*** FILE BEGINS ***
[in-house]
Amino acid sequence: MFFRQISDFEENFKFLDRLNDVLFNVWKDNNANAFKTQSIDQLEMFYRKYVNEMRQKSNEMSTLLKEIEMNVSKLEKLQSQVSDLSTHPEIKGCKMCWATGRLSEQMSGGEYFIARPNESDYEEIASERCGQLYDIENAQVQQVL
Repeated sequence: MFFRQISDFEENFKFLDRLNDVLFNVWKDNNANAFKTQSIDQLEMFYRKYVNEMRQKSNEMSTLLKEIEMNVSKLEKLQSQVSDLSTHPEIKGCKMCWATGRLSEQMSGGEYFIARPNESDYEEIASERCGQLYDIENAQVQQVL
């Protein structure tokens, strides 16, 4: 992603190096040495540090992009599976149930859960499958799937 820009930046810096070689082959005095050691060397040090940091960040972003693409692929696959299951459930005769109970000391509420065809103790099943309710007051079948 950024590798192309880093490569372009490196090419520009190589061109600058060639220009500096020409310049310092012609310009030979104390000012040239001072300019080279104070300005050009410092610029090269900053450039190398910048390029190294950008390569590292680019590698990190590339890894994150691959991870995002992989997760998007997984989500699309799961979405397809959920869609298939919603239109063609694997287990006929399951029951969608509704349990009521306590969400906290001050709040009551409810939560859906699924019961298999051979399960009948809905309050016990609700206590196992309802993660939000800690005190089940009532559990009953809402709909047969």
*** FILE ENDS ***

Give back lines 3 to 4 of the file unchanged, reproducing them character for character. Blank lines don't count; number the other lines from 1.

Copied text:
Repeated sequence: MFFRQISDFEENFKFLDRLNDVLFNVWKDNNANAFKTQSIDQLEMFYRKYVNEMRQKSNEMSTLLKEIEMNVSKLEKLQSQVSDLSTHPEIKGCKMCWATGRLSEQMSGGEYFIARPNESDYEEIASERCGQLYDIENAQVQQVL
């Protein structure tokens, strides 16, 4: 992603190096040495540090992009599976149930859960499958799937 820009930046810096070689082959005095050691060397040090940091960040972003693409692929696959299951459930005769109970000391509420065809103790099943309710007051079948 950024590798192309880093490569372009490196090419520009190589061109600058060639220009500096020409310049310092012609310009030979104390000012040239001072300019080279104070300005050009410092610029090269900053450039190398910048390029190294950008390569590292680019590698990190590339890894994150691959991870995002992989997760998007997984989500699309799961979405397809959920869609298939919603239109063609694997287990006929399951029951969608509704349990009521306590969400906290001050709040009551409810939560859906699924019961298999051979399960009948809905309050016990609700206590196992309802993660939000800690005190089940009532559990009953809402709909047969």